I find fulfilment when helping clients overcome their current issues and regularly use CBT to help me do that. But I also believe that problems often stem from relationships/experiences in early life and from society in general.

When a combination of approaches are brought together, you often find that one becomes more dominant than the others. With me, compassion focused therapy has definitely become the dominant method. I truly want to help my clients to become more understanding of their issues, accepting of themselves and self-compassionate when they are struggling. Compassion can help alleviate suffering, and in my opinion is particularly helpful for anxiety and depression.

Still unsure which counselling method is right for you? Focus on the relationship you want with your counsellor.

The therapeutic relationship (or the relationship you have with your counsellor) is an important part of all of the methods discussed. The relationship you have with your counsellor is potentially more important than the method they use. Some studies suggest that it is the supportive nature of the relationship itself which leads to progress, rather than the method used.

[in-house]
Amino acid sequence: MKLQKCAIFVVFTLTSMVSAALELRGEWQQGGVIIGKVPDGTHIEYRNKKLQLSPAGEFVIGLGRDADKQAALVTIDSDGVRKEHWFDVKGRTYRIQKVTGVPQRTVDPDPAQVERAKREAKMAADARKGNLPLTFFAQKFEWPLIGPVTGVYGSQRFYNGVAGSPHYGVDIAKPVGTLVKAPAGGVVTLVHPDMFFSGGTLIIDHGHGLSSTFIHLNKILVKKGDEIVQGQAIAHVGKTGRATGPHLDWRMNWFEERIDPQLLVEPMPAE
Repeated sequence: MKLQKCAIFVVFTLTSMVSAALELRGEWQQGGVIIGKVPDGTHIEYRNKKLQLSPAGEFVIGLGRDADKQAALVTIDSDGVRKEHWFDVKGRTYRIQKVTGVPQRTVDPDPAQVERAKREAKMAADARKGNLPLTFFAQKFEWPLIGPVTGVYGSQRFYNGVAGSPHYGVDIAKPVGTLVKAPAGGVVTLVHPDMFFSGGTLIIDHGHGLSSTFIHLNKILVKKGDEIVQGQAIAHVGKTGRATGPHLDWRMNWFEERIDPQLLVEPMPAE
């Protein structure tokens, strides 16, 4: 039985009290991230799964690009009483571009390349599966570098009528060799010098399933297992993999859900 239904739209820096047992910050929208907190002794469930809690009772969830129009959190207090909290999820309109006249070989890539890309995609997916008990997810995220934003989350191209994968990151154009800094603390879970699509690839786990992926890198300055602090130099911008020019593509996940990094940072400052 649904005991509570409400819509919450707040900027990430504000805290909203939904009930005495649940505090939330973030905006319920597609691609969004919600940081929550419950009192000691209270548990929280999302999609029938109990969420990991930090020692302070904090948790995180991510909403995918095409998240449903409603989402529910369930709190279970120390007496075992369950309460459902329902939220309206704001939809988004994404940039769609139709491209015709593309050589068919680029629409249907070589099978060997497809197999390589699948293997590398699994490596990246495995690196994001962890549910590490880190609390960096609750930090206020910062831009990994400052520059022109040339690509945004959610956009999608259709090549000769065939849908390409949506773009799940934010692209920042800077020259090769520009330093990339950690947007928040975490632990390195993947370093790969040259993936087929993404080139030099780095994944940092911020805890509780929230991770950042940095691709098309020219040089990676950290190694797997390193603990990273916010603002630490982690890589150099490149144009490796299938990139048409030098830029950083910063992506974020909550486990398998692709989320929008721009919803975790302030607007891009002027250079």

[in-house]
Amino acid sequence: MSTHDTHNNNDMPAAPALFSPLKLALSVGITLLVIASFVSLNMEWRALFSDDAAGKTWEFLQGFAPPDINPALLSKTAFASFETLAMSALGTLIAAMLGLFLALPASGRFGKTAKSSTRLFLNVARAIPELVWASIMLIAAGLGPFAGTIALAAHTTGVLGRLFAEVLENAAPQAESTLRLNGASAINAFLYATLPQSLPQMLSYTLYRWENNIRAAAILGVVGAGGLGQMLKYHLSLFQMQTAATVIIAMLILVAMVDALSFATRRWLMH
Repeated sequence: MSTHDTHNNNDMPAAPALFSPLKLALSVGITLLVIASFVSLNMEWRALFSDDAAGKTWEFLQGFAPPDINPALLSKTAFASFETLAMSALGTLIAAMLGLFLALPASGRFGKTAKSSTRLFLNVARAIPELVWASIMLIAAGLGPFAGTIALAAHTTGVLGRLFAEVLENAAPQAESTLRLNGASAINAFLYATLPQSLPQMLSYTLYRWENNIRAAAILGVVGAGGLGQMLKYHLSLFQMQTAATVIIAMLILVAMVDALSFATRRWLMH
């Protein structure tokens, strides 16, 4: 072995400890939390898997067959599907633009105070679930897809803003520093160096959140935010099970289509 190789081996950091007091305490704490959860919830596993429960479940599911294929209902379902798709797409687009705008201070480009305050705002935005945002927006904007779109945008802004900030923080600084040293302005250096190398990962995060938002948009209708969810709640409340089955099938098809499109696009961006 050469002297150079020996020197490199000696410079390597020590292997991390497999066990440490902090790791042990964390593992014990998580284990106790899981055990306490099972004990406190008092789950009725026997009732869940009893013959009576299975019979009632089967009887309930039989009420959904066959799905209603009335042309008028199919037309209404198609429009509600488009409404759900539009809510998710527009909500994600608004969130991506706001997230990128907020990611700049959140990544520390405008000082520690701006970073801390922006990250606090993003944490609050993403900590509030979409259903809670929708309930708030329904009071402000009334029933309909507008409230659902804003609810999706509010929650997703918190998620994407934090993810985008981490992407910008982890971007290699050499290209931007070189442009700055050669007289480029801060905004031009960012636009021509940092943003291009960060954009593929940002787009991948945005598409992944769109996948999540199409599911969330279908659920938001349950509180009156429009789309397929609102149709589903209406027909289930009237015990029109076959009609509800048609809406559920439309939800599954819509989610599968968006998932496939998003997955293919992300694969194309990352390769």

Therefore, a good place to start if you are unsure which method would be most suitable for you is to understand the type of relationship you would like. Would you prefer to have a collaborative, but counsellor led relationship, one where you are supported but not instructed, or perhaps somewhere in between?

Consider having an assessment with a few private counsellors to find the one which is best for you.

Ultimately, the best way to get a handle on if a counsellor is going to be a good fit for you and if the relationship is going to work, is to meet them. An initial consultation with a counsellor (often called an assessment) is a chance for you to work out if you would like to work with that counsellor.

When you see a counsellor privately, you are in full control of who you work with and who you don’t. Just because you have an assessment session with a counsellor doesn’t mean you have to continue seeing them. Counselling is very personal; it takes two people pulling in the same direction to make it work, so you shouldn’t pressure yourself to get it right first time. Lots of people see more than one counsellor throughout their lives and there is no shame in taking your time to find the best fit.

Get in touch with me to arrange a commitment free assessment session.

I practice what I preach, so if you decide to arrange an assessment session with me and then choose not to continue there will be no hard feelings whatsoever. It is a counsellor’s commitment to help people and to encourage people to seek help elsewhere if the current relationship is not in the client’s best interests.

You can get in touch with me to arrange a commitment and pressure free assessment session by phone: 07588 117305 or by email: sophie@sbcounselling.co.uk

I hope to hear from you soon!